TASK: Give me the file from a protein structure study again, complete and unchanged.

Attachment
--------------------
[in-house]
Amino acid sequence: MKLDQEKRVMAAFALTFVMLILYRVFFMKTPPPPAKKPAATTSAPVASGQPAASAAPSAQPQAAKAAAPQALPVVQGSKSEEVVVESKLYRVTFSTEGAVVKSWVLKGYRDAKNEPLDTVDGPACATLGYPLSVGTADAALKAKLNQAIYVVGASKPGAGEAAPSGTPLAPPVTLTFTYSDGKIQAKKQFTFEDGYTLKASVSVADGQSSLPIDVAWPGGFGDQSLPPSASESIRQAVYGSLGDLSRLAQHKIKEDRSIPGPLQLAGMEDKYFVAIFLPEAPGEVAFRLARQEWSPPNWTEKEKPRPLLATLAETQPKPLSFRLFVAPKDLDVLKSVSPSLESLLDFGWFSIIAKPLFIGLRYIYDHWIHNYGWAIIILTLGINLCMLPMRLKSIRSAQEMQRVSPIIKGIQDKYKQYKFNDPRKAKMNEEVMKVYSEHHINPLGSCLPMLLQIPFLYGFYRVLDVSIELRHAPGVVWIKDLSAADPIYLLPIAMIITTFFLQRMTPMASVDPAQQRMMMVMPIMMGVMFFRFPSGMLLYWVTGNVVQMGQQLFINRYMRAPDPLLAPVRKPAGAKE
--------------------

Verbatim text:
[in-house]
Amino acid sequence: MKLDQEKRVMAAFALTFVMLILYRVFFMKTPPPPAKKPAATTSAPVASGQPAASAAPSAQPQAAKAAAPQALPVVQGSKSEEVVVESKLYRVTFSTEGAVVKSWVLKGYRDAKNEPLDTVDGPACATLGYPLSVGTADAALKAKLNQAIYVVGASKPGAGEAAPSGTPLAPPVTLTFTYSDGKIQAKKQFTFEDGYTLKASVSVADGQSSLPIDVAWPGGFGDQSLPPSASESIRQAVYGSLGDLSRLAQHKIKEDRSIPGPLQLAGMEDKYFVAIFLPEAPGEVAFRLARQEWSPPNWTEKEKPRPLLATLAETQPKPLSFRLFVAPKDLDVLKSVSPSLESLLDFGWFSIIAKPLFIGLRYIYDHWIHNYGWAIIILTLGINLCMLPMRLKSIRSAQEMQRVSPIIKGIQDKYKQYKFNDPRKAKMNEEVMKVYSEHHINPLGSCLPMLLQIPFLYGFYRVLDVSIELRHAPGVVWIKDLSAADPIYLLPIAMIITTFFLQRMTPMASVDPAQQRMMMVMPIMMGVMFFRFPSGMLLYWVTGNVVQMGQQLFINRYMRAPDPLLAPVRKPAGAKE